On the other hand, Model 1 treaty requires FFIs in the “partner country” (i.e. the country that signed a Model 1 FATCA agreement) to report the required FATCA information regarding US accounts to the local tax authorities. Then, the tax authorities of the partner country share this information with the IRS.

The Ukrainian FATCA Agreement is a Model 1 FATCA Agreement.

When will the Ukrainian FATCA Agreement Enter into Force?

The Ukrainian FATCA Agreement will enter into force once Ukraine notifies the US government that it has completed all of the necessary internal procedures for the ratification of the Agreement.

What is the Impact of Ukranian FATCA Agreement on Noncompliant US Taxpayers?

The implementation of the Ukrainian FATCA Agreement will mean that the Ukrainian government will force its FFIs to identify all of the FATCA information regarding their US accountholders and share this information with US government.

This further means that any US taxpayers who are currently noncompliant with the US tax reporting requirements (such as FBAR, Form 8938, foreign income reporting, et cetera) are now at an ever increasing risk of detection by the IRS and the imposition of draconian IRS penalties.

Contact Sherayzen Law Office for Help With US Tax Compliance in light of the Ukrainian FATCA Agreement

If you have undisclosed Ukrainian assets (including Ukrainian bank accounts) and Ukrainian foreign income, you should contact Sherayzen Law Office for help as soon as possible. We have helped hundreds of US taxpayers around the globe (including Ukrainians) to bring their US tax affairs in order and we can help you!

Hapoalim Prepares for Settlement with DOJ | FATCA Tax Attorney

On October 6, 2016, Israeli bank Hapoalim Ltd. announced that, in order to cover the costs of a future settlement with the US Department of Justice (DOJ), it will add a $70 million charge to an existing $50 million provision in its third-quarter results. The expected settlement will cover Hapoalim’s role in helping US tax residents to evade their US tax obligations.

In its news release, Hapoalim stated that its representatives held an initial discussion with the DOJ on September 30, 2016, to discuss the future settlement. The bank did not indicate whether $120 million in charges that it booked to date is the actual amount that Hapoalim will pay under its settlement with the DOJ. Rather, the news release emphasizes the uncertainty that still exists with respect to the actual amount.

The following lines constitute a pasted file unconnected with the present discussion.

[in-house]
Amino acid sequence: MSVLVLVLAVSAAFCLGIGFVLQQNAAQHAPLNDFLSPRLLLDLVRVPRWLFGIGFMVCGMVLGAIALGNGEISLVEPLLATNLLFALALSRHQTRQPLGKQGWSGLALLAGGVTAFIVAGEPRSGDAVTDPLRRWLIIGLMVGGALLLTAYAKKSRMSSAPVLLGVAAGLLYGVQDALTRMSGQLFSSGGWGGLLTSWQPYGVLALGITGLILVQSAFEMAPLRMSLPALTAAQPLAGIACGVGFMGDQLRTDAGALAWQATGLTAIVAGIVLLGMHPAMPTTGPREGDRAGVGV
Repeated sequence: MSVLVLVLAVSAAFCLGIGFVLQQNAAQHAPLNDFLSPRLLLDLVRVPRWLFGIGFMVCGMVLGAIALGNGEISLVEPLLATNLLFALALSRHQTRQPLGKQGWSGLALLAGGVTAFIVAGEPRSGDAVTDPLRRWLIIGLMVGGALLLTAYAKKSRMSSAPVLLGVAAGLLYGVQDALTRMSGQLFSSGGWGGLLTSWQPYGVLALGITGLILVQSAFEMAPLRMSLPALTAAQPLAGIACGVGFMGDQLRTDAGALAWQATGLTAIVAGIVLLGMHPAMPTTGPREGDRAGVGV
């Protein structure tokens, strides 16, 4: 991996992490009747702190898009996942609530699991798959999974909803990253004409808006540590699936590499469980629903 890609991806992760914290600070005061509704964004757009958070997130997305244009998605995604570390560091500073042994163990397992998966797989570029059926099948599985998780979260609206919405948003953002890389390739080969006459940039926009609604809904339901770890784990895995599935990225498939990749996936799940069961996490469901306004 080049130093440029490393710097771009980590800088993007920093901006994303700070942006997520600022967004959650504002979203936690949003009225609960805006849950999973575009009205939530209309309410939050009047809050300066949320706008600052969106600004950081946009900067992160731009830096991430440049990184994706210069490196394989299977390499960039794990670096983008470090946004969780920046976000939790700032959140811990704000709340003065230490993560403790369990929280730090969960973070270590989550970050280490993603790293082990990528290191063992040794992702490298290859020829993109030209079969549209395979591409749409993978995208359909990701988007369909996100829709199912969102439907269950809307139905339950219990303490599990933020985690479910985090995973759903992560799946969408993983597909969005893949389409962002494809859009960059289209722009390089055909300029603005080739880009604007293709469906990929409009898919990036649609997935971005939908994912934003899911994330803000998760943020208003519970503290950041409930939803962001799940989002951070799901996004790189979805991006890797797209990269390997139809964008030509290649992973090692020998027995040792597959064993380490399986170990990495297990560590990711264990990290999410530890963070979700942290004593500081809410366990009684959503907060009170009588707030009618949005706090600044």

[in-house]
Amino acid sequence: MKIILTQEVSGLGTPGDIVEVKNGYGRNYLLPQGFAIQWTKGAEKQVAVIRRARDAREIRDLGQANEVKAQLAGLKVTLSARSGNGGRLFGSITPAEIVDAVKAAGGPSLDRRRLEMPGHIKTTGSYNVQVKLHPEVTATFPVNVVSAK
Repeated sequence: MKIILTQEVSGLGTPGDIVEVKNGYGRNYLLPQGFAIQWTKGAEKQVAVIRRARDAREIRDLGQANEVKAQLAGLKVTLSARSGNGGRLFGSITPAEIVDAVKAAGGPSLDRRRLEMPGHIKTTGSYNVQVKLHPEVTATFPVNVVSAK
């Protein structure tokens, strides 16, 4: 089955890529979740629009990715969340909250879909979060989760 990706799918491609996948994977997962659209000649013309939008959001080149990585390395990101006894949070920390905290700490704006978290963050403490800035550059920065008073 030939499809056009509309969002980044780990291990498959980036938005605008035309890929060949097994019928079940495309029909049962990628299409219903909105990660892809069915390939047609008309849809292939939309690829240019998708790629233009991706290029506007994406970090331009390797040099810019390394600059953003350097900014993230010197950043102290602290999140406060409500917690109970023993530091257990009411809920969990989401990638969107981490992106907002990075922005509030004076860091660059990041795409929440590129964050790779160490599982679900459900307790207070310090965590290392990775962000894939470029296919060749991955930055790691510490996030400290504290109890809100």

The issue of the DOJ investigation dates back to the year 2011. In its recent (June 30, 2016) financial statements Hapoalim confirmed that its Swiss subsidiary Bank Hapoalim (Switzerland) Ltd. had been notified by Swiss authorities in 2011 that it was being investigated by the US government as a result of the DOJ’s suspicions that the bank had assisted US clients in evading federal taxes. The Swiss subsidiary could not resolve this issue in 2013 in the DOJ’s Swiss Bank Program due to the fact that it could not be classified as a Category 2 bank.

It is important to remember that the DOJ is not the only institution that is going after Hapoalim. The State of New York is conducting its own review. In its news release, Hapoalim indicated that the $120 million charge is not related to the New York investigation.

While all of this legal uncertainty makes it difficult for Hapoalim to assess its future liability under any deferred prosecution agreement, one can compare its situation with Bank Leumi. In 2014, Bank Leumi Group entered into a Deferred Prosecution Agreement with the DOJ under which it paid $270 million ($157 million of this penalty was allocated to Bank Leumi’s Swiss accounts held by US taxpayers).

If we rely on this precedent, it appears that Hapoalim is greatly underestimating its penalty, because Bank Leumi and Hapoalim are fairly similar in size as well as their actions in soliciting US clients. One also must not forget about the possible future indictments of Hapoalim’s employees (at least in the United States) by the DOJ.

Jordanian Bank FATCA Letters